The American Philatelic Society has begun to digitize their library. This involves scanning books a la Google and making the library’s vast collection of books and periodicals available online. It’s a smart move and one that unfortunately was not foreseen when the society changed main offices a few years ago largely to house the library’s growing collections. (If it had been foreseen, the move would not have been made and the society’s finances would be in much better shape.) Now once a book or periodical is scanned it can be warehoused or sold off so the space the library will need will be small indeed. A reading room and open stacks with a thousand or so of the more requested books and periodicals should fit the bill. For many years, the library consumed a disproportionate share of APS resources. Very few members ever use the library or even have much of an interest in academic philately. Again, most members were willing to support the library within reason but this new solution should allow academic philatelists to have access to better resources and save the society a small fortune as well.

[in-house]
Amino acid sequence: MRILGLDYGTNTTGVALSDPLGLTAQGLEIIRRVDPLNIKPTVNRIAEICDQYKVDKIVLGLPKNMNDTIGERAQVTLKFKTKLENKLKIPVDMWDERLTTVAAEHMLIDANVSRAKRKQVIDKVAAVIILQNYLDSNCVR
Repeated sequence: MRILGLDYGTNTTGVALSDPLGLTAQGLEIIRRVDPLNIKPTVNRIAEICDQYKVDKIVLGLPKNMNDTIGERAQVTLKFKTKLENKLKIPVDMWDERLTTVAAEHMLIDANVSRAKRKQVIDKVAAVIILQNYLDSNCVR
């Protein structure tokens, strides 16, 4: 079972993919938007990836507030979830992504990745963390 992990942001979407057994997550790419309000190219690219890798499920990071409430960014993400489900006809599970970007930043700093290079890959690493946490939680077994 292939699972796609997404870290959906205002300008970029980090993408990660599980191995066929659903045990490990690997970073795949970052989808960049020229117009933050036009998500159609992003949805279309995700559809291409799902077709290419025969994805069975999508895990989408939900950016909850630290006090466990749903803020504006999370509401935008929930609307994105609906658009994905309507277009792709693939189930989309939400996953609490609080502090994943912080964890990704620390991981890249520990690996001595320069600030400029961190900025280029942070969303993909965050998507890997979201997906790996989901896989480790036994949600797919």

Digitization will solve another problem that plagues philatelic researchers-the lack of adequate indexes for the tens of thousands of periodicals in the library. Those of us who have perused the forgotten philatelic literature of the late Nineteenth Century are amazed at how often current philatelic researchers are reinventing the wheel. This is mainly because a writer today really has no way of accessing most of the periodical literature on his subject, especially that which was written over 75 years ago. Once digitization is complete, a key word sort will provide a very workable index.

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